In Colorado, Obama makes new push for gun control laws
President Barack Obama has urged Congress to pass stalled US gun control legislation, saying the vast majority of Americans support new restrictions.
In Colorado, Mr Obama accused the gun lobby of instilling fears of government gun confiscation to rally opposition.
Gun control opponents maintain the US Constitution forbids the restrictions Mr Obama and gun control groups favour.
Meanwhile, the US state of Connecticut on Wednesday was set to enact its own sweeping new gun restrictions.
Among the Connecticut measures up for a vote are a ban on new high-capacity magazines and mandatory background checks on all gun purchasers, restrictions President Obama and gun control advocates say are necessary to curb America's epidemic of gun violence.
In Denver, Colorado on Wednesday, the president said he went there to speak "because Colorado is proving a model of what's possible".
Last month the western state, which has a deeply embedded culture of gun ownership, imposed limits on the size of ammunition magazines and expanded background checks for gun buyers.
The long-dormant US gun control debate revived in December after a gunman killed 26 people, including 20 children, at a primary school in Newtown, Connecticut.
Mr Obama spoke at the Denver Police Academy in an effort to build support for new national gun control measures similar to those enacted in Colorado and elsewhere since December.
The national effort has stalled in the face of stiff opposition from the powerful gun rights lobby.
Mr Obama said Colorado was "a state of proud hunters and sportsmen" that "treasures" its right to own guns, but insisted there was "no conflict" between Colorado's tradition of gun ownership and the need for stricter regulation.
"This is a state that has suffered the tragedy of two of the worst mass shootings in our history - 14 years ago this month in Columbine, and just last year in Aurora," Mr Obama said, referring to a 1999 school shooting and a movie theatre massacre that killed 12 and wounded dozens in July 2012.
Mr Obama also said some gun rights advocates deliberately "ginned up fears" that the government planned to confiscate guns in order to bolster opposition to new restrictions. But he said those fears did not reflect reality and he pleaded with gun owners to set their peers straight.
In Washington, the US Congress is set to debate new gun control legislation this month.
Mr Obama, a Democrat, strongly backs the new proposals, but gun groups and their mostly Republican allies in the Senate have vowed to block them.
The measures up for consideration include broadened background checks and stiffened penalties for firearms trafficking. Leaders of the Senate Democratic majority have already dropped an assault weapons ban from the prospective legislation, saying it could not overcome the opposition.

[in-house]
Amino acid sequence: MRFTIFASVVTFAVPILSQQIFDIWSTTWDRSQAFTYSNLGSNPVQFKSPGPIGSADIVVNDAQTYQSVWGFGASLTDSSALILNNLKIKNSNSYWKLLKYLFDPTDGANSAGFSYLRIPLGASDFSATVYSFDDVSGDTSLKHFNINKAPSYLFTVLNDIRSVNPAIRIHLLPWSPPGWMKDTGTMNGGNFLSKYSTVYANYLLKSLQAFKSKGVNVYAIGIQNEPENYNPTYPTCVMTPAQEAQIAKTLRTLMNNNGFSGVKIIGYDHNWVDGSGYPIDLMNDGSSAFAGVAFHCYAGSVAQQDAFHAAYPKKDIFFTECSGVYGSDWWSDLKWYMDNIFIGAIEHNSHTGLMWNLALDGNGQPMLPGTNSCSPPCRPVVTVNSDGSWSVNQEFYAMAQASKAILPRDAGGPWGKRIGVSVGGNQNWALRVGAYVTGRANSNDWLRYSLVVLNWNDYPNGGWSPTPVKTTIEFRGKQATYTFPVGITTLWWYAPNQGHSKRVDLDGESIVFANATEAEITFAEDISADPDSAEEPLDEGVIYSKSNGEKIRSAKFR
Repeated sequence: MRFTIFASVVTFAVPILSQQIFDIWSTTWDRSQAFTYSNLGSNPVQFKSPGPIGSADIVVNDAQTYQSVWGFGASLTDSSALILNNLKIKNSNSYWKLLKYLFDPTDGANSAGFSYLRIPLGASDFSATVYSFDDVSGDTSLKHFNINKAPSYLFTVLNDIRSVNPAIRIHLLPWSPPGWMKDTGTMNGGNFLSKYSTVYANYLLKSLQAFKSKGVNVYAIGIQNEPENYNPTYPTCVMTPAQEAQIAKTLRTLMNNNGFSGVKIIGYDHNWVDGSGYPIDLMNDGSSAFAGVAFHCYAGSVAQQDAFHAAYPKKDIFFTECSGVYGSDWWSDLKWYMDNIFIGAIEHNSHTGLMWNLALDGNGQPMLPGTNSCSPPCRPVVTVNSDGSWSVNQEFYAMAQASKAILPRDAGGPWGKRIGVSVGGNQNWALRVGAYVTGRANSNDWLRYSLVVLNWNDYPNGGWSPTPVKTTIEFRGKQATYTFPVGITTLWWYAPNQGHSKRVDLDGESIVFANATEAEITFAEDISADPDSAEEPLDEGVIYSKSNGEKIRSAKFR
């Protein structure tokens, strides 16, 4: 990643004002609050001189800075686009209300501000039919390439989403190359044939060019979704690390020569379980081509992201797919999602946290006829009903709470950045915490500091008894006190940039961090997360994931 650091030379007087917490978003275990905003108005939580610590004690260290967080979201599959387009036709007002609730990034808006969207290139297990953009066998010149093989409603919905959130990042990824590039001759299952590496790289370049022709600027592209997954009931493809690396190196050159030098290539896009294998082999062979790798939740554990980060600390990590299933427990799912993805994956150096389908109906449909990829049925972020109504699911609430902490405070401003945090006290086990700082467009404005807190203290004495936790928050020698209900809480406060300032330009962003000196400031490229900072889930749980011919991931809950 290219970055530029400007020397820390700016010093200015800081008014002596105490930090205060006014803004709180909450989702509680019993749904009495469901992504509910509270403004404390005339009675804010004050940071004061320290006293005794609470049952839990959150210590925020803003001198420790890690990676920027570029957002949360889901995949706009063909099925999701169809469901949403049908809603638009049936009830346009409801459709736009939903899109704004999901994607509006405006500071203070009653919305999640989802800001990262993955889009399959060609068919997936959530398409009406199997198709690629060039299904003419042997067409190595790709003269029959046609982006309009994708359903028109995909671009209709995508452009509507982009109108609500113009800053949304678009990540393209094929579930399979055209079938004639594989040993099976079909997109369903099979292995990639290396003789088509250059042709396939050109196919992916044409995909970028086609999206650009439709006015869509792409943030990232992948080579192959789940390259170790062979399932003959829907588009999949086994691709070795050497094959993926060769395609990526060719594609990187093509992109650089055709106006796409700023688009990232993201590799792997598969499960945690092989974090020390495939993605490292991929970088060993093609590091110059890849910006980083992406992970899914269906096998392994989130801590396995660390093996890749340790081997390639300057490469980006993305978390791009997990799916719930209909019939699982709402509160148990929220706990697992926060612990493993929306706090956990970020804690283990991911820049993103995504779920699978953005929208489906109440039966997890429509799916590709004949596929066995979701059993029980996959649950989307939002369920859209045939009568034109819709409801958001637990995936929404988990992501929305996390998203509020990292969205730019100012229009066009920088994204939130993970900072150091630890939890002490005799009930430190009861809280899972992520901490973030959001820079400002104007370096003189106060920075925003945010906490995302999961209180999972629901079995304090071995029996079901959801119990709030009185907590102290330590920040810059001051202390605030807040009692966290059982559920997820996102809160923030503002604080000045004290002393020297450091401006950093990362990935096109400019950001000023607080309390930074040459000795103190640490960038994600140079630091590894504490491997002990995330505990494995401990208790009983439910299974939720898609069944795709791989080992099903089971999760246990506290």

In Denver, the US president said a large majority of Americans supported the measures and that lawmakers needed to hear from citizens who back them.
Mr Obama also said rural gun owners and city dwellers whose only experience with firearms was through street crime needed to come to a mutual understanding.
Colorado is one of several US states that have considered stricter gun legislation following the shootings in Newtown, Connecticut and Aurora, Colorado.
'Message' to Washington
On Wednesday, Connecticut Senate President Donald Williams Jr called a new gun control proposal in that state, which was unveiled on Monday after weeks of negotiation, a "strong, comprehensive bill".
"That is a message that should resound in 49 other states and in Washington DC," he said. "And the message is: 'We can get it done here and they should get it done in their respective states and nationally in Congress.'"
The bill passed the state Senate in a bipartisan 26-10 vote on Wednesday evening. The Connecticut House of Representatives was scheduled to vote later in the night, and it was expected to pass. Governor Dannel Malloy has pledged to sign it into law.
Connecticut's proposals include:
- an expansion of the state's assault weapons ban
- background checks for all prospective firearms purchasers, including in private transactions
- a ban on the sale or purchase of ammunition magazines holding more than 10 rounds
- a registry of weapons offenders
- a state eligibility certificate to purchase a rifle or shotgun that involves a psychiatric commitment check
But gun rights groups argue the legislation would not have prevented the Newtown school shooting.
"They can register magazines and do all the rest of this stuff," said Robert Crook, executive director of the Connecticut Coalition of Sportsmen. "It isn't going to do anything."